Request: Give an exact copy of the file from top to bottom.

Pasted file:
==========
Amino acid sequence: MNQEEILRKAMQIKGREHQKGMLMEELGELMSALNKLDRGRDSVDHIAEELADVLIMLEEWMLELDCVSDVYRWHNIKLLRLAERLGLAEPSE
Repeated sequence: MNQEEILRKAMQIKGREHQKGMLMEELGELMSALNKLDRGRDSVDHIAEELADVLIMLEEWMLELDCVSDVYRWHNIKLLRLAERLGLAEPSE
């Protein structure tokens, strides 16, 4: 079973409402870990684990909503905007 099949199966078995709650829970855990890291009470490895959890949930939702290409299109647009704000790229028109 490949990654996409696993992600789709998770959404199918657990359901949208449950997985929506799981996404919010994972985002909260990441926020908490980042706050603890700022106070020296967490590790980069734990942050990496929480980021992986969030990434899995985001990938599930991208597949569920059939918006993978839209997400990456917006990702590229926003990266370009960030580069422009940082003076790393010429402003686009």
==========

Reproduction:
Amino acid sequence: MNQEEILRKAMQIKGREHQKGMLMEELGELMSALNKLDRGRDSVDHIAEELADVLIMLEEWMLELDCVSDVYRWHNIKLLRLAERLGLAEPSE
Repeated sequence: MNQEEILRKAMQIKGREHQKGMLMEELGELMSALNKLDRGRDSVDHIAEELADVLIMLEEWMLELDCVSDVYRWHNIKLLRLAERLGLAEPSE
């Protein structure tokens, strides 16, 4: 079973409402870990684990909503905007 099949199966078995709650829970855990890291009470490895959890949930939702290409299109647009704000790229028109 490949990654996409696993992600789709998770959404199918657990359901949208449950997985929506799981996404919010994972985002909260990441926020908490980042706050603890700022106070020296967490590790980069734990942050990496929480980021992986969030990434899995985001990938599930991208597949569920059939918006993978839209997400990456917006990702590229926003990266370009960030580069422009940082003076790393010429402003686009």